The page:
Experts say that private loans are one of the riskiest ways to pay for college. They propose that federal loans are the safest.
Student Loan Terms
Loan Amount:The total amount you borrowed
Loan Term:The amount of time you have to repay your loan
Monthly Payment:Monthly minimum you have to pay to stay current
Annual Interest Rate:The cost of borrowing money, usually calculated as a percentage of the total loan amount plus previous interest and applied on a monthly basis
Direct Subsidized Loan: The Federal government pays the interest while the student is in college or while the loan is in deferment.
Direct Unsubsidized Loan: Interest begins accruing as soon as the loan is taken out.
Deferment: A period of time when the bank agrees to let you hold off on monthly payments – usually for a period of 6 months. Generally, interest continues to accumulate during a deferment
In-school Deferment: Mandatory deferment (usually without interest) for full time students. Expires 6 months after student ceases full time enrollment
Loan Default: Cessation of loan terms due to non-payment.
Limit Your Debt
The best way to avoid becoming overwhelmed by student loan debt is to limit how much you take out in the first place. Here are some steps that can help you keep a lid on things.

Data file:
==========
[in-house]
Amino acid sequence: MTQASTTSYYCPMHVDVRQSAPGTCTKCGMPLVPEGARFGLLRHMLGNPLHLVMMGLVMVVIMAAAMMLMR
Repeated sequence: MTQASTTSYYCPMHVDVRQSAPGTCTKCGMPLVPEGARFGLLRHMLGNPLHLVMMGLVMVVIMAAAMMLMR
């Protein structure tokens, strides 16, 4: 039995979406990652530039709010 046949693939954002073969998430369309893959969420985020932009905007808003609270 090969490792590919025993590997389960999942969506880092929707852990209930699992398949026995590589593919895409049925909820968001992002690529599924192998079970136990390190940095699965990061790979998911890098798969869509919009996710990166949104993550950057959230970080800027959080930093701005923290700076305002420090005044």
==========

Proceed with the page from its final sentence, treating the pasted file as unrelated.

Exhaust all grant and scholarship options: Pell Grants are a valuable alternative for low-income students going to college, but there are other resources, too. Student Loan Hero has compiled over 120 repayment assistance programs that can help you pay down your debt, and there are many scholarships created specifically for women.
Push the Financial Aid Office for more: most universities have an office responsible for helping students with financial aid. Most schools consider student loan packages as a part of financial aid, but the office is there to help you, so push them to find more than just loans. They are a knowledgeable resource, but are limited, so the squeaky wheel gets the grease – meaning that the students who push them for more help are more likely to get additional non-loan options for aid (like grants and scholarships).
Take advantage of income-driven repayment plans: If you have federal student loans, an income driven repayment (IDR) plan can make your payments more manageable. Under an IDR plan, your payments are calculated based on your discretionary income, which can reduce what you owe each month.
Be your own advocate: You can help combat the wage gap by understanding your market value and asking for a raise when it’s deserved.
Consider refinancing: If you have high-interest loans, your balance can balloon over time. Refinancing your student loans can help you save money or reduce your monthly payment so your loans become more manageable. Refinancing is not for everyone but can be useful in some situations